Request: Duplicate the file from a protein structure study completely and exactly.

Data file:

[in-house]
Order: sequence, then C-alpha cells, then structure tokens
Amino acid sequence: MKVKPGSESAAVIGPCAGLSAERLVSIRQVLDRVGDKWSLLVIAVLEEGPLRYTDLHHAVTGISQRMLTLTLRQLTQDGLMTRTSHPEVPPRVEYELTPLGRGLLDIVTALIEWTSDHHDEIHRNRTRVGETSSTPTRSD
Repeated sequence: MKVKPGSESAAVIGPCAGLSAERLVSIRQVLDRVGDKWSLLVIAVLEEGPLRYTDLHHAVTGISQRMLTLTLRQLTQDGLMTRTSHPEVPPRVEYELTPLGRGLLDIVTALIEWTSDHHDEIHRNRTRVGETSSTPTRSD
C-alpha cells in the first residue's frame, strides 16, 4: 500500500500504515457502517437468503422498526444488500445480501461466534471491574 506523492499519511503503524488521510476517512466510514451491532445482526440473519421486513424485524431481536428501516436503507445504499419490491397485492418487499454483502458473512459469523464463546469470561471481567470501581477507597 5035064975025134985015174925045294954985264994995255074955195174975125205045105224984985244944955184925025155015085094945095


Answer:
[in-house]
Order: sequence, then C-alpha cells, then structure tokens
Amino acid sequence: MKVKPGSESAAVIGPCAGLSAERLVSIRQVLDRVGDKWSLLVIAVLEEGPLRYTDLHHAVTGISQRMLTLTLRQLTQDGLMTRTSHPEVPPRVEYELTPLGRGLLDIVTALIEWTSDHHDEIHRNRTRVGETSSTPTRSD
Repeated sequence: MKVKPGSESAAVIGPCAGLSAERLVSIRQVLDRVGDKWSLLVIAVLEEGPLRYTDLHHAVTGISQRMLTLTLRQLTQDGLMTRTSHPEVPPRVEYELTPLGRGLLDIVTALIEWTSDHHDEIHRNRTRVGETSSTPTRSD
C-alpha cells in the first residue's frame, strides 16, 4: 500500500500504515457502517437468503422498526444488500445480501461466534471491574 506523492499519511503503524488521510476517512466510514451491532445482526440473519421486513424485524431481536428501516436503507445504499419490491397485492418487499454483502458473512459469523464463546469470561471481567470501581477507597 5035064975025134985015174925045294954985264994995255074955195174975125205045105224984985244944955184925025155015085094945095